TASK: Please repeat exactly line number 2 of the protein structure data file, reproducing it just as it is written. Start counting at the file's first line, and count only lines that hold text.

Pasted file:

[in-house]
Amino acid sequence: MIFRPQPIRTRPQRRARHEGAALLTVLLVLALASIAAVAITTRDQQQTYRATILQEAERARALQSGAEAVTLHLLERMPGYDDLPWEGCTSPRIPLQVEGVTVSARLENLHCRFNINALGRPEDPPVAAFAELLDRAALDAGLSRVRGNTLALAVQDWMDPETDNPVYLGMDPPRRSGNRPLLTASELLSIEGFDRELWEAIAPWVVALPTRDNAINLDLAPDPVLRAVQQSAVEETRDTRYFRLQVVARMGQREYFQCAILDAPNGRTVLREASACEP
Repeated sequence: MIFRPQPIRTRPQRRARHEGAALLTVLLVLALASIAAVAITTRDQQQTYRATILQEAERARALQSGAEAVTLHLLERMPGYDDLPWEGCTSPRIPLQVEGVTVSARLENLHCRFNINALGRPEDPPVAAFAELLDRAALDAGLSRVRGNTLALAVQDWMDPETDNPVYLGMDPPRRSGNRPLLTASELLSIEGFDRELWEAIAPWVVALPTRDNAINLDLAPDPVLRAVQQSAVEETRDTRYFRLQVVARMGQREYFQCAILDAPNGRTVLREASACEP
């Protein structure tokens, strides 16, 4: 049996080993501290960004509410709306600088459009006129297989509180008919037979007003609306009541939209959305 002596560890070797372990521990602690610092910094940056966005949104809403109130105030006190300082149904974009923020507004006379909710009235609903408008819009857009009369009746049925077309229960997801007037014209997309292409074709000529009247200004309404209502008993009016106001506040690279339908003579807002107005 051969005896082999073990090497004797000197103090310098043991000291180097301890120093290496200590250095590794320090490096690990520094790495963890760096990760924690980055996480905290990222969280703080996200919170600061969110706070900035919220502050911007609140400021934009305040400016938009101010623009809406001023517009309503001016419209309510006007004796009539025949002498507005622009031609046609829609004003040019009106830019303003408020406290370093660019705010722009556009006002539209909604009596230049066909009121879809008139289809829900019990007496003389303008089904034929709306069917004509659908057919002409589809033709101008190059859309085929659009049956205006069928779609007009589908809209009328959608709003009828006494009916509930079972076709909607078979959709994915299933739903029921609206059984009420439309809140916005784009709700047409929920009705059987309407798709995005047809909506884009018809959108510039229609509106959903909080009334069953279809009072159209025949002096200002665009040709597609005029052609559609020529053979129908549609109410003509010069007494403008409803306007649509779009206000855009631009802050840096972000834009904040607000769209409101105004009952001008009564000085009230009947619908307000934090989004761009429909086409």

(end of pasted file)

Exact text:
Amino acid sequence: MIFRPQPIRTRPQRRARHEGAALLTVLLVLALASIAAVAITTRDQQQTYRATILQEAERARALQSGAEAVTLHLLERMPGYDDLPWEGCTSPRIPLQVEGVTVSARLENLHCRFNINALGRPEDPPVAAFAELLDRAALDAGLSRVRGNTLALAVQDWMDPETDNPVYLGMDPPRRSGNRPLLTASELLSIEGFDRELWEAIAPWVVALPTRDNAINLDLAPDPVLRAVQQSAVEETRDTRYFRLQVVARMGQREYFQCAILDAPNGRTVLREASACEP